We are pleased to hear that Mammoth Dog Teams owner Jim Ouimet finally got word this week that he will soon be able to move his dog sleds and gear into a covered indoor space instead of storing the irreplaceable and historical items in sheds and outdoors in the snows of winter and heat of summer.
We went looking for the face of Mono County this week, but we didn’t find it.
We tried straining our ears for the voice of Mono County, but it was so quiet in Bridgeport that all we heard was the breeze fanning the fog over the Mono Basin and the occasional—and distant—roar of a snowmobile.
The curious vacuum in the county’s halls of politics has taken nearly everyone by surprise.
Now that the first round of High Holidays are on the ebb, we’re left on the edge of speechlessness.
In a word, “Wow” might do it. Given two words, we’d say “Holy Smokes!”
No one around here can remember Mammoth being so packed in a two-week period. Matthew Lehman, a lifelong Mammothite who just happens to be the mayor of our little burg, said the other day he can’t remember one like it.
Having digested the whole of 2012, we’re looking forward to the New Year. Honestly, there was no way we could have predicted the events of the year just past, but we think we’ve got a pretty good handle on what’s to come, that is, if the Good Lord’s willing and the creek don’t rise.
1. President Barack Obama will appoint Marianna Marysheva-Martinez to replace Timothy Geithner as the new Secretary of the Treasury. Americans will spend-spend-spend, all the while complaining she makes too much money.
There has been so much handwringing about our failures around here this past year that it’s been easy to overlook Mammoth’s successes.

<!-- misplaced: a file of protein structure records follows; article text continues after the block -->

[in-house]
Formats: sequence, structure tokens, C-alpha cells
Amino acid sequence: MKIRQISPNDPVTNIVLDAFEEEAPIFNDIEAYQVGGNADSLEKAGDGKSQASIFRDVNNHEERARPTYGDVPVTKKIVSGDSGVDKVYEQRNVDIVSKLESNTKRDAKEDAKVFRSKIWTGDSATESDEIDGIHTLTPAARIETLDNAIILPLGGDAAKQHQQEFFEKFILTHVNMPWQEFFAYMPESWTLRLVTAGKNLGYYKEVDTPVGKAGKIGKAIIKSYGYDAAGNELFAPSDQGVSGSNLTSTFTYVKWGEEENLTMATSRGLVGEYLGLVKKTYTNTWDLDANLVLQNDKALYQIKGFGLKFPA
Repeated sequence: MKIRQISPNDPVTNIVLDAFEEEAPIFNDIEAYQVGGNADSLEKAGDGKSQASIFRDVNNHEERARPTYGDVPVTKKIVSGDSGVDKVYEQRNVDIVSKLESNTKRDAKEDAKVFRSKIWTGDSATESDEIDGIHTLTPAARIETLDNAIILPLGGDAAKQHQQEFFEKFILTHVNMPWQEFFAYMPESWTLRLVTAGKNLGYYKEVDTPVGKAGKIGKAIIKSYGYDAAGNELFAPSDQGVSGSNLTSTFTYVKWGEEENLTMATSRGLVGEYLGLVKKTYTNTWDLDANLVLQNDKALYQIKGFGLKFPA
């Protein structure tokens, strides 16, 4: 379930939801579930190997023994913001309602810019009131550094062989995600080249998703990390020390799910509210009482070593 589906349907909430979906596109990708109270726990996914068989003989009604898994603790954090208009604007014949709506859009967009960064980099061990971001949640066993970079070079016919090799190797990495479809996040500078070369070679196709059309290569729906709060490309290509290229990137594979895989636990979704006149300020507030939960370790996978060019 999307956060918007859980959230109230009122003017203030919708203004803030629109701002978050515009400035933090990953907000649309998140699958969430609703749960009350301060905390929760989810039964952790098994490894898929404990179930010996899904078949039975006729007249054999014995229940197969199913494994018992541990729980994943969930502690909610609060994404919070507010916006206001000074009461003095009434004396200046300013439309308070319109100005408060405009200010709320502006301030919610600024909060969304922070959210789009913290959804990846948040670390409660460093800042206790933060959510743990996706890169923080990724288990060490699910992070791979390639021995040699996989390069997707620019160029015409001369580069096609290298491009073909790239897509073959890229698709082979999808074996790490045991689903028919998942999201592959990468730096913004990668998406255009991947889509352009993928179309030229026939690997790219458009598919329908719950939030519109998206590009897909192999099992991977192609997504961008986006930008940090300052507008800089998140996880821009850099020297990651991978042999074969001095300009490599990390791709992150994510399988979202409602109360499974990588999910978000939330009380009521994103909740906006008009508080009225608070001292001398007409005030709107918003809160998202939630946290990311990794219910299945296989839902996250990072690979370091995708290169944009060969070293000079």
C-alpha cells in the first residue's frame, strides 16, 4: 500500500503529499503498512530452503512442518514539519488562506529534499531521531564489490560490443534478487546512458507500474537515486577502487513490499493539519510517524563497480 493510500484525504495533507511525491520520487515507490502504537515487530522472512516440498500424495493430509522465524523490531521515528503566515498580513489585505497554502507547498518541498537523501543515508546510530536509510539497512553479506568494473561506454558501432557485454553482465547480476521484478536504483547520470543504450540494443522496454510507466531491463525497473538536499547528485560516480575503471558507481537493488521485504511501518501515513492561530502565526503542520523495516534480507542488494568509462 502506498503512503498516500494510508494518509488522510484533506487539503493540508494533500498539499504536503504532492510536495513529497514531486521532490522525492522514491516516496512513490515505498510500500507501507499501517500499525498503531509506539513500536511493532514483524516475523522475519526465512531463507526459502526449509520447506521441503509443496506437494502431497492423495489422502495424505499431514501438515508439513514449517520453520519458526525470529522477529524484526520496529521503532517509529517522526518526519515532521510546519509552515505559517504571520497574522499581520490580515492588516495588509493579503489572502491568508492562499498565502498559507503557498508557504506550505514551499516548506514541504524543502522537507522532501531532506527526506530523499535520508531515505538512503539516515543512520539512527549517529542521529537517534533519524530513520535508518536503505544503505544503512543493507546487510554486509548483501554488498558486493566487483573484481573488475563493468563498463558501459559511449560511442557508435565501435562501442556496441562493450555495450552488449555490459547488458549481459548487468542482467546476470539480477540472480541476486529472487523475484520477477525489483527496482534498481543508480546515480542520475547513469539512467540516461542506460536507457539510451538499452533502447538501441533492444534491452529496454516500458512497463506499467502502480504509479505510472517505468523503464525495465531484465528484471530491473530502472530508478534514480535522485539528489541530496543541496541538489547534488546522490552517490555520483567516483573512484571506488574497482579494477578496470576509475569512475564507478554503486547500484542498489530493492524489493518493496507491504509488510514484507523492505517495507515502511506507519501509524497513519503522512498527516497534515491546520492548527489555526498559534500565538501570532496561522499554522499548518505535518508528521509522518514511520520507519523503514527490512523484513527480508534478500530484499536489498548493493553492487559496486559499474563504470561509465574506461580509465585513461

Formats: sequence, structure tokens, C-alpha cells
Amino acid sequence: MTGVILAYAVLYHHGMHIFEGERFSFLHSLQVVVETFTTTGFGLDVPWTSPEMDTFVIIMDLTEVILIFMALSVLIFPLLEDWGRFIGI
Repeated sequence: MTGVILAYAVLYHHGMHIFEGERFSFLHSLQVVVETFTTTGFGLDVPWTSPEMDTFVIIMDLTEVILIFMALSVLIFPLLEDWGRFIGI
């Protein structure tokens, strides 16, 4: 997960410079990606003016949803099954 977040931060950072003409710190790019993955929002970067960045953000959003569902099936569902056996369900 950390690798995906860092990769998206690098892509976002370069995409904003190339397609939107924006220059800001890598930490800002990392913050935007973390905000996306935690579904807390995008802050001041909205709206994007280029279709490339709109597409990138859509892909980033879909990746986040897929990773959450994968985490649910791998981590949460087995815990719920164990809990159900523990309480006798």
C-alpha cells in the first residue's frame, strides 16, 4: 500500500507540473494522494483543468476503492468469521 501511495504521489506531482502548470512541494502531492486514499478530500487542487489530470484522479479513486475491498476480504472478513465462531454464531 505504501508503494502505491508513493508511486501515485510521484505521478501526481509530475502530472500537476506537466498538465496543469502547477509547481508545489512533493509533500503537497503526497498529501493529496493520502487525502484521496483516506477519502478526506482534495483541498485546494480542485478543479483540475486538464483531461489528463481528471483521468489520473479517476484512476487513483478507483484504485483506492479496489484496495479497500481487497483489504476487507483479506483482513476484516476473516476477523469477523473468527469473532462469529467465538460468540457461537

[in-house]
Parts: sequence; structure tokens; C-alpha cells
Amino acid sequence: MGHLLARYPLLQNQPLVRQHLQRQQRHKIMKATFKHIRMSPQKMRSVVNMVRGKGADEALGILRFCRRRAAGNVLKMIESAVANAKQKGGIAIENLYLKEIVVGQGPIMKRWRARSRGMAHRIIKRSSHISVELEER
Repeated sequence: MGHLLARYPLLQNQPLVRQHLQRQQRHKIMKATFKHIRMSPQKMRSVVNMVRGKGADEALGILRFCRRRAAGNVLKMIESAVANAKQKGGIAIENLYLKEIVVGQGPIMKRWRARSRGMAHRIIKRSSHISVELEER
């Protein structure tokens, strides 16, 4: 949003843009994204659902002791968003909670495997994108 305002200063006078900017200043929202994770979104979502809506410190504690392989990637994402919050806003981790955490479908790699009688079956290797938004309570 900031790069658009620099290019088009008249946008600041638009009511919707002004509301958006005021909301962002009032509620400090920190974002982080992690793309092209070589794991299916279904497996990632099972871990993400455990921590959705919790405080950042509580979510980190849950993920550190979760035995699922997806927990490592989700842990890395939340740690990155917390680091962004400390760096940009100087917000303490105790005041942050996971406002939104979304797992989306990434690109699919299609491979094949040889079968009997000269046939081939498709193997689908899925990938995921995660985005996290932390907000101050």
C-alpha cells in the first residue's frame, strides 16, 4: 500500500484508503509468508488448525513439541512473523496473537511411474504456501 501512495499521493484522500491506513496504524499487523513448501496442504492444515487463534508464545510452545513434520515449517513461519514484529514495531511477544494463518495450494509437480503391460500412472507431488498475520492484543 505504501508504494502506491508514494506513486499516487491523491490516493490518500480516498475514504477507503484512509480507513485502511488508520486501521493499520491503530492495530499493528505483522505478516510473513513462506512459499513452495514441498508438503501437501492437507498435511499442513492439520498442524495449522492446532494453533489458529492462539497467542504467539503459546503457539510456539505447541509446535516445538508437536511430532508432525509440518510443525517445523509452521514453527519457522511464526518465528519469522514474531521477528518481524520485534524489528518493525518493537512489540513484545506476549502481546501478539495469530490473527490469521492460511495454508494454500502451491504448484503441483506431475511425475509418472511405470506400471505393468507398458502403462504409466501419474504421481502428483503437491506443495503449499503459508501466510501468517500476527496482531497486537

Yet we’ve had them, and not just little ones, either.
Last month, the new running track opened south of town at the Whitmore sports complex. It is hard to overstate what a remarkable achievement that is. It took five years of work in the form of grant writing, fund drives, and political maneuvering to get it done.
The Mammoth town government has wasted a lot of time over the years, approving projects that don’t get built, adopting town plans that still reside on dusty bookshelves, and so on.
We’re not alone in this. Actually, we figure that instead of counting sheep as a sleeping strategy, we could starting counting inconsequential reports and proposals in, say, Sacramento, for the rest of our lives, but then we’d never wake up again.
The Mammoth Lakes Chamber of Commerce is about to lose its leader.
We know that this is not exactly Front Page news, but it ought to be.
In other towns and cities, the Chamber is a big-time player in a variety of ways, and not just for the promotion of big and small business interests.
Strong chambers of commerce provide leadership in areas that stretch across the political and economic landscapes. There is hardly a government entity in the United States that does not take into account â€śwhat the Chamber has to say.â€ť